Desert or Paradise
Restoring Endangered Landscapes Using Water Management, Including Lake and Pond Construction
Many climatologists are concerned that the recent spate of drought across several parts of the world is likely to become the new normal, which would prove particularly challenging for farmers, but will also affect everyone from city planners to rural landowners. Creating well-regulated water usage systems and better agriculture production methods are crucial for preventing widespread collapse or water shortages, and Sepp Holzer’s excellent thoughts on the topic provide a handy guide for the type of solutions that are needed.
Well known in the field of sustainable agriculture, Holzer first introduced his innovative water-retention ideas in Sepp Holzer’s Permaculture, a handbook of small-scale, integrative farming techniques that drew on Holzer’s experience as a farmer in Austria. Much like that useful volume, Desert or Paradise contains a wealth of practical tactics that can help prevent desertification, reverse poor water policies, and even create areas rich with orchards and crops.
In his new book, Holzer offers examples from countries like Russia and Portugal to demonstrate the breadth of landscapes that can be healed with a greater emphasis on natural water management. He covers an immense range of topics, including using pigs to restore forest-fire areas, constructing ponds with proper shallow zones, restoring hydrological balance in the world, and abolishing industrial livestock farming. Despite the wide range of topics he covers, Holzer creates a cohesive, well-argued, and persuasive handbook that aims to help people “restore paradise.”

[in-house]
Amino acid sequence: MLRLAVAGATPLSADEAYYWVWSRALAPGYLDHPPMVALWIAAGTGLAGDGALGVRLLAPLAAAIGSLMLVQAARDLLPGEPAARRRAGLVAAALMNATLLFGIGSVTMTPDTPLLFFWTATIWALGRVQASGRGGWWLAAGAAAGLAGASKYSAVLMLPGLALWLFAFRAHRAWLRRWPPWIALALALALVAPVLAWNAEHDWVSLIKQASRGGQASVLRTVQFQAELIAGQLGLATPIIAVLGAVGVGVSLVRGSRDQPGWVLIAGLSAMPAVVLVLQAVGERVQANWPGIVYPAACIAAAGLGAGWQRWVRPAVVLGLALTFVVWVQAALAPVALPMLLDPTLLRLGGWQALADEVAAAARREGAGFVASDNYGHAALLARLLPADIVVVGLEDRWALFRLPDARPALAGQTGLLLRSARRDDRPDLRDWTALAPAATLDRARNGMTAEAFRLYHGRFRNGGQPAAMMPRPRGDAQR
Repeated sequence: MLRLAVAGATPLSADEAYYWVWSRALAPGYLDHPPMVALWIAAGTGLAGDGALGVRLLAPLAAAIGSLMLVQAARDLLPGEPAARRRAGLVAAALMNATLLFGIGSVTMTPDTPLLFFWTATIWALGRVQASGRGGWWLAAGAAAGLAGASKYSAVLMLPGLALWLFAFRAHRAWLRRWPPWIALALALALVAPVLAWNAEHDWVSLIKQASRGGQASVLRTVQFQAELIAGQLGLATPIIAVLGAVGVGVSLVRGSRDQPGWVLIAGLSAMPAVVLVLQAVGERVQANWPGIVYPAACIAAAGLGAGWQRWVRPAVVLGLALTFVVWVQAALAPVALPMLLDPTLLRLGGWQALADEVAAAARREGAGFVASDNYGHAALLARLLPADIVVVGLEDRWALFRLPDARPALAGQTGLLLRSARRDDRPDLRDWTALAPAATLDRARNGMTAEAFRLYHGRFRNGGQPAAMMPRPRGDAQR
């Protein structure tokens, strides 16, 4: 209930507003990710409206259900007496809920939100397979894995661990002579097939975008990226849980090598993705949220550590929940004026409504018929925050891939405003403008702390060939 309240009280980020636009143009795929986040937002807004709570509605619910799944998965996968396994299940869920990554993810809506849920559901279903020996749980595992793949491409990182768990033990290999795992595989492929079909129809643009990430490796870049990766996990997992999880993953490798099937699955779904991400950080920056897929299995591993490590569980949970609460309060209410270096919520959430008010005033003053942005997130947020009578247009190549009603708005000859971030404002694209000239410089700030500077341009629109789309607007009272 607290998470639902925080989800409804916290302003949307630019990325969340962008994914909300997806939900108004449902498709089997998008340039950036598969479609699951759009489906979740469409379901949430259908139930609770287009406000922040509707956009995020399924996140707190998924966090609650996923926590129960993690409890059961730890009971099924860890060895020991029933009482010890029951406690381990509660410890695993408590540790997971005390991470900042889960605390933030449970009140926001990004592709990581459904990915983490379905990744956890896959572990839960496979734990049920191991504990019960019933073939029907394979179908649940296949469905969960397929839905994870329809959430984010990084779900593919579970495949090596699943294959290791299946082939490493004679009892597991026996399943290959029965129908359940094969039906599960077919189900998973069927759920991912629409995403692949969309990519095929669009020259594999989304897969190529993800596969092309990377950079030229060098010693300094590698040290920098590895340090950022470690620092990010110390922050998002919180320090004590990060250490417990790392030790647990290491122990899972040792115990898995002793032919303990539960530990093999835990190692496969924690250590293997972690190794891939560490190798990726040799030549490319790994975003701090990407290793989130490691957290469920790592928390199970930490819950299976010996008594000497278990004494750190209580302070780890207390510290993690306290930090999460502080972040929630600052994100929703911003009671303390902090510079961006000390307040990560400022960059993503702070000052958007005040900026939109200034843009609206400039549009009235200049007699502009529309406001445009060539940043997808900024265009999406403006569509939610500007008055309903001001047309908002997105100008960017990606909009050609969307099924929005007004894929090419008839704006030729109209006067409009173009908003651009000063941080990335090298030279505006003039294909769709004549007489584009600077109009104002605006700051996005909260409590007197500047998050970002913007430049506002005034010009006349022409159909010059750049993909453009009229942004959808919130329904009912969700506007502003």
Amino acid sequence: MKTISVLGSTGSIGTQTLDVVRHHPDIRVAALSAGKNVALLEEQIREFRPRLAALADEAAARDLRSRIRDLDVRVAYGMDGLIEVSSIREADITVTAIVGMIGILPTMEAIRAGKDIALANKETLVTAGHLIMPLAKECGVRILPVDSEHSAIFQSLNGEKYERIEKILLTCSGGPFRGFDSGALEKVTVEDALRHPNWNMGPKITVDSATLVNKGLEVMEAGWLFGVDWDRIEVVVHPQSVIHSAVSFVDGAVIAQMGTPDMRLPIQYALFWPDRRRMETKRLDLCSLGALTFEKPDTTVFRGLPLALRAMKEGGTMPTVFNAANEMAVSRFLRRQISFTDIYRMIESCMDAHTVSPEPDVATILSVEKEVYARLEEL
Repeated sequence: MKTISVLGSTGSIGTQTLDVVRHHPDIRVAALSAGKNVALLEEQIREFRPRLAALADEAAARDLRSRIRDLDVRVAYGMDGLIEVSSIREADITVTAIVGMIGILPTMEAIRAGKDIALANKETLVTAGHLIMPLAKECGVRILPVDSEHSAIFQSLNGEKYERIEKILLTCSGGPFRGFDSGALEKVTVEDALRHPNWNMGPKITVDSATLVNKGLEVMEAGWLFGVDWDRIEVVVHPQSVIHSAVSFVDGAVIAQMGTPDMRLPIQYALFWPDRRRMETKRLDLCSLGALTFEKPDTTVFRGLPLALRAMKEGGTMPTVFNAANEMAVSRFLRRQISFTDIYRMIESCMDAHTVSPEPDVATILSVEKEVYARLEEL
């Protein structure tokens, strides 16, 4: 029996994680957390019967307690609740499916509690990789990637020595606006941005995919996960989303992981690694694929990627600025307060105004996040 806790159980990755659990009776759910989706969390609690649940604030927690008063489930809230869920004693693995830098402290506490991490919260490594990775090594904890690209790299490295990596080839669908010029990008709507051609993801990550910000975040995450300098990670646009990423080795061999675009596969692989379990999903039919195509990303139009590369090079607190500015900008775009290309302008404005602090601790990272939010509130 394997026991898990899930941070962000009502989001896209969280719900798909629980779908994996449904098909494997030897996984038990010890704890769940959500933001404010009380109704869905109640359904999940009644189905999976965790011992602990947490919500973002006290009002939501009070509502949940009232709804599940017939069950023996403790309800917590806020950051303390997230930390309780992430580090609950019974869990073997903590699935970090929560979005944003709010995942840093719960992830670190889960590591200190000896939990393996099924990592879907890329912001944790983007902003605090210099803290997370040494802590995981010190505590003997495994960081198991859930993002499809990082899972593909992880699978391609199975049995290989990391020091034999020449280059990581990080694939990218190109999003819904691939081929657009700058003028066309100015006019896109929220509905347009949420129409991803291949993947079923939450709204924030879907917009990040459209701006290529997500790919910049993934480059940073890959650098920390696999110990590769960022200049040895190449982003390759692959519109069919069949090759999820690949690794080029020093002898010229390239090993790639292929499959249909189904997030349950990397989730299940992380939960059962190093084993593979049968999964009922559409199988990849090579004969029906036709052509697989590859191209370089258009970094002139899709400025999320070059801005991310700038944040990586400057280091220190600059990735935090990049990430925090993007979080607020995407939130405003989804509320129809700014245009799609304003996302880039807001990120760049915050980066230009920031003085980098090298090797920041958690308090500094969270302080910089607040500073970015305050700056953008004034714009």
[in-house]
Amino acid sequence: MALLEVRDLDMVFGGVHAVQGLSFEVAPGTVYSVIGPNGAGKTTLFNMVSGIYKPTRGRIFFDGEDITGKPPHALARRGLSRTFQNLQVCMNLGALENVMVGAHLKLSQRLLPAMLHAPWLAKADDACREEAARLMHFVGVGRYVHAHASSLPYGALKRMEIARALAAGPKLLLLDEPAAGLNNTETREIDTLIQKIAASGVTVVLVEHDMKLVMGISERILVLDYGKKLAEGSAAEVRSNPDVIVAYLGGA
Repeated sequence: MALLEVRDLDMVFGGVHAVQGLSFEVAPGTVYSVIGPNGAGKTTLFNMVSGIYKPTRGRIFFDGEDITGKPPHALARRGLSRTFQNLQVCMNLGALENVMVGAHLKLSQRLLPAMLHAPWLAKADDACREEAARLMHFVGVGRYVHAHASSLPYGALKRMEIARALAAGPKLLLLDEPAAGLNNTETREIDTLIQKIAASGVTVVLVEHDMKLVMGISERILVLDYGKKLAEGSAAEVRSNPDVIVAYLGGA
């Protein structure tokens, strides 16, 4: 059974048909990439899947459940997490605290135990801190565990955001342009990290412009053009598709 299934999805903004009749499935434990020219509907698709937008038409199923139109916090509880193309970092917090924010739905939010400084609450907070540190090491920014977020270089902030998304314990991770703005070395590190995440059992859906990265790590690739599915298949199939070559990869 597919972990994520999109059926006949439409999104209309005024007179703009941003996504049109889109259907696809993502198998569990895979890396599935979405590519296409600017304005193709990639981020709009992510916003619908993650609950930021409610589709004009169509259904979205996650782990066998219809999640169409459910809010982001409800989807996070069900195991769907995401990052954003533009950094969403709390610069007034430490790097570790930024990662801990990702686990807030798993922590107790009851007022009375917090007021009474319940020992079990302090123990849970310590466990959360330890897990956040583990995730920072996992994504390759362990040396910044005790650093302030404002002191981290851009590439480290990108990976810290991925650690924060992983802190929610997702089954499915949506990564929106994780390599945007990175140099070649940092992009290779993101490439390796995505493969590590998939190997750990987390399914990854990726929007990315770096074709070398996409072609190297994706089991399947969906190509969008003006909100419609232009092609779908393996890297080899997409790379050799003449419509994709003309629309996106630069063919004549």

“This is nature’s mandate to us: paradise in our hearts, souls and spirits,” he writes. “Our intuition leads us to knowledge, to have the experiences we need in order to become whole.” For Holzer, restoring the earth’s balance isn’t about economic development and squeezing a few more seasons out of an exhausted stretch of land. It’s about a long-term and beneficial view of the world as a resource. He encourages farmers to become rebels, gardeners to become advocates, and everyone to become more self-reliant and community-minded.
In a lively, accessible style, Holzer manages to address the issue of endangered landscapes while offering guidance to the home gardener and small-scale farmer. By blending big-picture thinking and achievable local-level results Holzer elevates his book far above a how-to or polemic. He seems the voice of reason in a world where a disconnect from nature is imperiling land, water, and people.
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